An October 28, 2004 cover-story in the scientific journal Nature announcing the discovery of the skeletal remains of dwarf species of proto-humans in cave in Flores has been described as "among the most outstanding discoveries in paleoanthropology for half a century" and has instantly become front page news around the world.
The discovery, first made in September 2003 but kept under tight wraps until its announcements last week, was the joint discovery of an Australian-Indonesian research team comprised of Peter Brown and M.J.. Morwood of the school of human and environmental studies at the University of New England in Armidale, New South Wales and a group of five scientists from the Indonesian Center for Archaeology in Jakarta: Thomas Sutikna, R.R. Sujono, E. Wahyu Saptomo, Rokus Awe Due and Jatmiko.
The excitement of their discovery centers around a partial discovery of "Hobbit" – the nickname given to the partial skeleton of a 3-foot-tall female found in a hillside cave on the island of Flores, east of Bali. A relative newcomer in anthropological terms, Hobbit is estimated to have lived only 18,000 years ago and, despite her rather diminutive brain size, is believed to have been an adept sailor, hunter and user of tools.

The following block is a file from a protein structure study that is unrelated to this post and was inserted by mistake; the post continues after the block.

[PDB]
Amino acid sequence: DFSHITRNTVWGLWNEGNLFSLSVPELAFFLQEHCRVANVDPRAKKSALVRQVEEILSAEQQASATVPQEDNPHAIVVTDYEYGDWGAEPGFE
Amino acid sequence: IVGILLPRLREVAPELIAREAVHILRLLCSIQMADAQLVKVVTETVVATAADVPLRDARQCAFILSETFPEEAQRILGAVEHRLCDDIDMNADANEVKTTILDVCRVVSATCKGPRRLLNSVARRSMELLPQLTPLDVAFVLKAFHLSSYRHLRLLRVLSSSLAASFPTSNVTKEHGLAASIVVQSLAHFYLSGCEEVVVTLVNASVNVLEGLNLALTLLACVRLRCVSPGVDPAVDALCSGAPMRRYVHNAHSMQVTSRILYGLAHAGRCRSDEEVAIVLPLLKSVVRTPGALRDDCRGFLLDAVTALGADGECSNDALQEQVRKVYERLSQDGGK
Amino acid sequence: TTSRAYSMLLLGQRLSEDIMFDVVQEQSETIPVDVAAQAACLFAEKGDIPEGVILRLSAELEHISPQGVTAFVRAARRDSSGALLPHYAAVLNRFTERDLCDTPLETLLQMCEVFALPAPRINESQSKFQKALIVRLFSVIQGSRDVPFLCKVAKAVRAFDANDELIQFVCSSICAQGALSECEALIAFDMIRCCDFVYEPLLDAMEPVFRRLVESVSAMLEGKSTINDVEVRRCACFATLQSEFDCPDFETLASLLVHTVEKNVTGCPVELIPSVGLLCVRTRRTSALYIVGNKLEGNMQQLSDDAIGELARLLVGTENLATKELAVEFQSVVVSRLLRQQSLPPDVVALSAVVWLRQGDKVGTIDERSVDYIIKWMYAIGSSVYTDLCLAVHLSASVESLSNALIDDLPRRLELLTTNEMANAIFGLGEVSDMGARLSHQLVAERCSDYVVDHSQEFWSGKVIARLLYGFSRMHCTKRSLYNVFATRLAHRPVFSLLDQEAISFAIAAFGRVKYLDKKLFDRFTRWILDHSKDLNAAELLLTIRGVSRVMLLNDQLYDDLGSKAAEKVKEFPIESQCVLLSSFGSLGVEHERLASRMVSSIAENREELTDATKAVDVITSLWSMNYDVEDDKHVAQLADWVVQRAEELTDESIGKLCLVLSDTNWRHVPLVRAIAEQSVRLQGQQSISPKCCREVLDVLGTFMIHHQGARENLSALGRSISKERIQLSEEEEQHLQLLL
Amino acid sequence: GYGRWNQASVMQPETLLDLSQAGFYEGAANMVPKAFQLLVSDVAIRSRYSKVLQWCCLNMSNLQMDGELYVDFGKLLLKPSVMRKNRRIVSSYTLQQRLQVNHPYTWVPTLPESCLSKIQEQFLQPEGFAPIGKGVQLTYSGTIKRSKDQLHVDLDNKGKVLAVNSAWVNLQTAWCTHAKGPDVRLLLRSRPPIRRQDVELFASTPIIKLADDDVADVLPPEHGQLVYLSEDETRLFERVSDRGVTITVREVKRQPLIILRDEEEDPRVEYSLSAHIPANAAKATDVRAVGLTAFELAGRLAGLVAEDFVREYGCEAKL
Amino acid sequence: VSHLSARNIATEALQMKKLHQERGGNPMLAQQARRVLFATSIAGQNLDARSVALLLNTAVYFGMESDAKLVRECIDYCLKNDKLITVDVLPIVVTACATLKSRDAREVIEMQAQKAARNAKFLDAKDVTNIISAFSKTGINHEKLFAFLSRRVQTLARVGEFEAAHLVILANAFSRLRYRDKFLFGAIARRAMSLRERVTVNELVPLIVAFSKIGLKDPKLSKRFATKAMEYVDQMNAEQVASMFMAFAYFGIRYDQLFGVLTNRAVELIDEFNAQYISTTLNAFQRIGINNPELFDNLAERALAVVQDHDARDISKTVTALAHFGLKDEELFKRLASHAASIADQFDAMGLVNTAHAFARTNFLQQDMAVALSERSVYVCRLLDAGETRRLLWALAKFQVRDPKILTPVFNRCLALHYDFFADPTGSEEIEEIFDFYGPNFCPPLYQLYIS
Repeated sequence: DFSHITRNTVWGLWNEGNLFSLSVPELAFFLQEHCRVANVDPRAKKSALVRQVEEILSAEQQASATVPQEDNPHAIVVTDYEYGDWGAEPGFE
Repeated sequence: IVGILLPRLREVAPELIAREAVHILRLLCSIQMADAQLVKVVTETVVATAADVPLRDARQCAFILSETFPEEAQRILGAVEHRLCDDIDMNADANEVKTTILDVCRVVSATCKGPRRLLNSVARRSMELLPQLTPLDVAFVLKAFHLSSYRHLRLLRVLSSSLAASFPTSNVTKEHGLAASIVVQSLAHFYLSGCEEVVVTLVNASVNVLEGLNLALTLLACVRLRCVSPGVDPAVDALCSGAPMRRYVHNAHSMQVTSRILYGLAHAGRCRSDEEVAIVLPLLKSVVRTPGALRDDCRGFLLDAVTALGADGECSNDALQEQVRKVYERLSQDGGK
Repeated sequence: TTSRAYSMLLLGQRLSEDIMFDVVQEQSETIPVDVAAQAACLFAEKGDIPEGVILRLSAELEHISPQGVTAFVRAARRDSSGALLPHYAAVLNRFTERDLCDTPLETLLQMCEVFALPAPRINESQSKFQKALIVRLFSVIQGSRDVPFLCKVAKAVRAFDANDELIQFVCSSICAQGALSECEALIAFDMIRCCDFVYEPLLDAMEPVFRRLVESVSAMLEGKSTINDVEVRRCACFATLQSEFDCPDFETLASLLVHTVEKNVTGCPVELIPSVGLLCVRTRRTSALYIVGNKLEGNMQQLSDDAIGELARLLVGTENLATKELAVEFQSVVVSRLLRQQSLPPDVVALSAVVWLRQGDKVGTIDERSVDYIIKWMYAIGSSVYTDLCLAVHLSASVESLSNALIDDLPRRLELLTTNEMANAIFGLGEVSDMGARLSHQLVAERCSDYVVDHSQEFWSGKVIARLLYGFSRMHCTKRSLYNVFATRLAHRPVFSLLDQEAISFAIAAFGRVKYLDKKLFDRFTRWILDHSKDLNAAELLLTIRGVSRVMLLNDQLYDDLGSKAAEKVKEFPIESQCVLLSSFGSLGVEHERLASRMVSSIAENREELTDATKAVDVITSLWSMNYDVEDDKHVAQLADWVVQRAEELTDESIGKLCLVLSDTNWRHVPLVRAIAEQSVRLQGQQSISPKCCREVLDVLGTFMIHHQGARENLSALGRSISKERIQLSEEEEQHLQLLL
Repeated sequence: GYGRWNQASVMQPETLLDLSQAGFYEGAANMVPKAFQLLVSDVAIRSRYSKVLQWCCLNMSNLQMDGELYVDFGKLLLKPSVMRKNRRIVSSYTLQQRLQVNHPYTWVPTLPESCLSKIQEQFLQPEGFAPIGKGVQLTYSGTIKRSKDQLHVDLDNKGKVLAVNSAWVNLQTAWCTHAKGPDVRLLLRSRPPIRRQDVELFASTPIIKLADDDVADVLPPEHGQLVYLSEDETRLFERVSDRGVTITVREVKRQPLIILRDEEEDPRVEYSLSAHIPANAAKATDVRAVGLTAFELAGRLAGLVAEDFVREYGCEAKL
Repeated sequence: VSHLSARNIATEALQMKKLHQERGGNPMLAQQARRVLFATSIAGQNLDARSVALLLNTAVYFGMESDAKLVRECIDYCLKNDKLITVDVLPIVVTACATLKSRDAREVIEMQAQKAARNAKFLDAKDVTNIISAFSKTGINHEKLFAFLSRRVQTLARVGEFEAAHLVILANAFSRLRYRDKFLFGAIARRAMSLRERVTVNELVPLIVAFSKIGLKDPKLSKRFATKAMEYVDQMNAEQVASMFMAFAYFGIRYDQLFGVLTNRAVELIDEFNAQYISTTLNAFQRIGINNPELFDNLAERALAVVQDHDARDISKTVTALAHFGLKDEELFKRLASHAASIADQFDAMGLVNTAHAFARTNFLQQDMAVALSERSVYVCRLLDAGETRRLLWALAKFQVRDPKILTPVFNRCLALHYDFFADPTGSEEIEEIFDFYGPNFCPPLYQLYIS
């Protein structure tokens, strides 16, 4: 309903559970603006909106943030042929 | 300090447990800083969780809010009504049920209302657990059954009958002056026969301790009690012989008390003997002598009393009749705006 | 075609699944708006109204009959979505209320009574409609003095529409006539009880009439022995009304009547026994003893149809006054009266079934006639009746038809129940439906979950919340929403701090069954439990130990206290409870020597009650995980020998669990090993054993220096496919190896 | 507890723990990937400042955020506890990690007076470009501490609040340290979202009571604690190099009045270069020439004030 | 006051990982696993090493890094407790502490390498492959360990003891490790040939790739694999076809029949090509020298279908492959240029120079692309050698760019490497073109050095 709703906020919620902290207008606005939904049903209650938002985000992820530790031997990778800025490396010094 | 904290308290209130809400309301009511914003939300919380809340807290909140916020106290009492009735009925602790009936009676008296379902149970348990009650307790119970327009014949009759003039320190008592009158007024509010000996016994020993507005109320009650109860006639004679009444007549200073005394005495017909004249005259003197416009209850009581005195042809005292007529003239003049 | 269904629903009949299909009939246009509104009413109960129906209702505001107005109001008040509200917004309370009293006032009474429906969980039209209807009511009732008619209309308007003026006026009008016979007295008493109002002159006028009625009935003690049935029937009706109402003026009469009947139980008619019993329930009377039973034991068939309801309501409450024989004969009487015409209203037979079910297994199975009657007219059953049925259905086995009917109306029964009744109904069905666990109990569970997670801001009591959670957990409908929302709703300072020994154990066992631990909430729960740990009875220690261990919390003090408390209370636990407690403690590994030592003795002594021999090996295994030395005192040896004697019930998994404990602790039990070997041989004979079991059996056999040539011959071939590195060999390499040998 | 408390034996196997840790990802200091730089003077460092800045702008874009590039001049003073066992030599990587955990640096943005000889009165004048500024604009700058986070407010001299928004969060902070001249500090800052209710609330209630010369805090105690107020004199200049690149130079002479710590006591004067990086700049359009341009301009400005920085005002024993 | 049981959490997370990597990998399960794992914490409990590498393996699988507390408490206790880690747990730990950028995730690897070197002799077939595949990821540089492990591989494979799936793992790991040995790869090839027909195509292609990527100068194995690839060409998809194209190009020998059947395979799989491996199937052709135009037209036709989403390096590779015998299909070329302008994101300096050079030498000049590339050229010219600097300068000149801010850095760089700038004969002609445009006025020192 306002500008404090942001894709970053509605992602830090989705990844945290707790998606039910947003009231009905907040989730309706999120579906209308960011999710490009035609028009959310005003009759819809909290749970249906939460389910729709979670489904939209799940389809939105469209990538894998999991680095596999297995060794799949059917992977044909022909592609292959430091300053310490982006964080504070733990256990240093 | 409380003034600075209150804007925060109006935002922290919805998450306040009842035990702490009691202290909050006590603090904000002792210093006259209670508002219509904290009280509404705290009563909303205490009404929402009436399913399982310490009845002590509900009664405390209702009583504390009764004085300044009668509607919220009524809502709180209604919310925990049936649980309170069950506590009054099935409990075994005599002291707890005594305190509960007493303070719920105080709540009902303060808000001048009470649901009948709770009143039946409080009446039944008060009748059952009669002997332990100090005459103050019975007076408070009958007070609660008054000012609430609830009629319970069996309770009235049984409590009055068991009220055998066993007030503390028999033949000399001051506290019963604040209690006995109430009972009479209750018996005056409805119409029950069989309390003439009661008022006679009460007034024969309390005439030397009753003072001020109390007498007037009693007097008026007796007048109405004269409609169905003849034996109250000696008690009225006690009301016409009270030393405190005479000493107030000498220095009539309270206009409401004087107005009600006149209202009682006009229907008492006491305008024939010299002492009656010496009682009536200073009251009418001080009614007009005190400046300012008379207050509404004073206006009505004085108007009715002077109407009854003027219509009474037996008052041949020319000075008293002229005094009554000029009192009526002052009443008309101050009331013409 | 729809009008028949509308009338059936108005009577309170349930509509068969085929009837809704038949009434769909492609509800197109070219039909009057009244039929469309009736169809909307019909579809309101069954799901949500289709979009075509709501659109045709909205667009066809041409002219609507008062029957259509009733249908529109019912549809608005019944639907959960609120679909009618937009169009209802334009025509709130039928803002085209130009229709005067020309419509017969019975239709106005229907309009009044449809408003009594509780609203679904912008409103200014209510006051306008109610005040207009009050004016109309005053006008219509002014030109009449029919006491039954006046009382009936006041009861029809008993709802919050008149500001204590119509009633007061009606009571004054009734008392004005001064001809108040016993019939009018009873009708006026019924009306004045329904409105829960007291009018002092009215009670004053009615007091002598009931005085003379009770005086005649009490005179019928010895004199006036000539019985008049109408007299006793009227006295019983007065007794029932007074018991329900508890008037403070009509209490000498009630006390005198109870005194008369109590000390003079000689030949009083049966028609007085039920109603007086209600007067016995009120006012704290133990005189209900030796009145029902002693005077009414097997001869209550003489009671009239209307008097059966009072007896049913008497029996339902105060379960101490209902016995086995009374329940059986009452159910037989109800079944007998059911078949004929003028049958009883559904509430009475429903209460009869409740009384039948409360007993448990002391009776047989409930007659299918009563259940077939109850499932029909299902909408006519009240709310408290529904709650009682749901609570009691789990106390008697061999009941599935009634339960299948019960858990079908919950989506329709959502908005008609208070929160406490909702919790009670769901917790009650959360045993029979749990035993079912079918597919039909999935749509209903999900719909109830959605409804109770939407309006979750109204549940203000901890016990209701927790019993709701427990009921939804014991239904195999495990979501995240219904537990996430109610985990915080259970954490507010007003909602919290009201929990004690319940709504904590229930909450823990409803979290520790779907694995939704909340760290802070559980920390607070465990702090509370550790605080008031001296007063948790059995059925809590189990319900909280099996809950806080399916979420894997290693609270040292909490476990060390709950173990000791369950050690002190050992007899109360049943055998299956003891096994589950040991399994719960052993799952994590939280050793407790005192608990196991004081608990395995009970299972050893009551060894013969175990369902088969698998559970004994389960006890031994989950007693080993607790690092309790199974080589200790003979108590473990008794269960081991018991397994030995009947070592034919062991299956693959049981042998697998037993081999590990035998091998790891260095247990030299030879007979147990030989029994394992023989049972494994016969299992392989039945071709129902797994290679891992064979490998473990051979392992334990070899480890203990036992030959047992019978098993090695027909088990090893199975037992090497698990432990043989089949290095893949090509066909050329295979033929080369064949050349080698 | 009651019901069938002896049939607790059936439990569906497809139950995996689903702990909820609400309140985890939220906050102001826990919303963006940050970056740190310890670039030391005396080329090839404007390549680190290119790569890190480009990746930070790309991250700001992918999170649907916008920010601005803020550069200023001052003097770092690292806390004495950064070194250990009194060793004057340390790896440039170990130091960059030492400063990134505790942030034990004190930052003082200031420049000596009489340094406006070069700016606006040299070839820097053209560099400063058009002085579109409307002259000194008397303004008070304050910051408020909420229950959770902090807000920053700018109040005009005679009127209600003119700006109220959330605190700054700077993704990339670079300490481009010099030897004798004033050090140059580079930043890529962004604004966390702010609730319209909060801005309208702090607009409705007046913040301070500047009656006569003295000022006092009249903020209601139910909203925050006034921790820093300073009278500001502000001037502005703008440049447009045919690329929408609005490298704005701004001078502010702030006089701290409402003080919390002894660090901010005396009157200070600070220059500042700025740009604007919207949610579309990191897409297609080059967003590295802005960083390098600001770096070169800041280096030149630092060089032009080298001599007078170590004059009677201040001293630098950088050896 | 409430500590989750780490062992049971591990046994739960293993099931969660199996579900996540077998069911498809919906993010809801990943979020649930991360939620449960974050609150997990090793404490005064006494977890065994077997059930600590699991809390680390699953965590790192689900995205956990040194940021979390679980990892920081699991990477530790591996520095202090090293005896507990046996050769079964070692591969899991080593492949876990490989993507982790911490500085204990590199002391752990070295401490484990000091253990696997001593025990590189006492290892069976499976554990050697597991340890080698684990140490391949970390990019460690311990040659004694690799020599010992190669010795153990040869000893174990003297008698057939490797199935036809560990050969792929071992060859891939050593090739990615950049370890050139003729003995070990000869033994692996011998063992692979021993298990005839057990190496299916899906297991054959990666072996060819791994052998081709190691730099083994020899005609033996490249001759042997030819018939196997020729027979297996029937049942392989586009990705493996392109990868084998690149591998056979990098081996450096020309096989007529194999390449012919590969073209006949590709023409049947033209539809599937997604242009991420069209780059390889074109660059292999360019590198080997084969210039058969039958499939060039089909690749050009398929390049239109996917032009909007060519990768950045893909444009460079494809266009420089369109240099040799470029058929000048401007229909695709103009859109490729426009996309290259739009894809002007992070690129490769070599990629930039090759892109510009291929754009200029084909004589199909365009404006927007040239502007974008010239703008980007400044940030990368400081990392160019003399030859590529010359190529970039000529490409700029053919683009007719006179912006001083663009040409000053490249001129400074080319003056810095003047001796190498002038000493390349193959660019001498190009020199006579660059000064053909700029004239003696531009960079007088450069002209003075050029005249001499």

Why all the Fuss?
The scientific world is intrigued at the discovery of Hobbit in Flores for a variety of reasons. Contemporaneous with our own human ancestors homo sapiens, scientists now wonder what degree of contact, if any, existed between the Hobbit or Homo floresiensis and our own direct ancestors. The discovery of Flores Man also opens an entire field of study into evolutionary dwarfism - a process that favored the survival of the diminutive Hobbit and the dwarf elephants that she hunted on Flores. That Homo erectus managed to travel from Africa to Flores is also causing scientists to reconsider evolutionary thinking and current appraisals of the innate abilities of Homo erectus who apparently possessed communication skills, social organizational abilities, and even some rudimentary skills as sailors to travel from the Asian land bridge to water-isolated Flores.
Coming Soon on National Geographic
The sudden emergence of a new, recent species of hominids and its implications on the study of human evolution will be the subject of an important National Geographic Film scheduled for broadcast in Spring 2005.
Bali Discovery Tours provided logistical and technical support in Bali, Flores and Jakarta to National Geographic film teams documenting this important archeological discovery.
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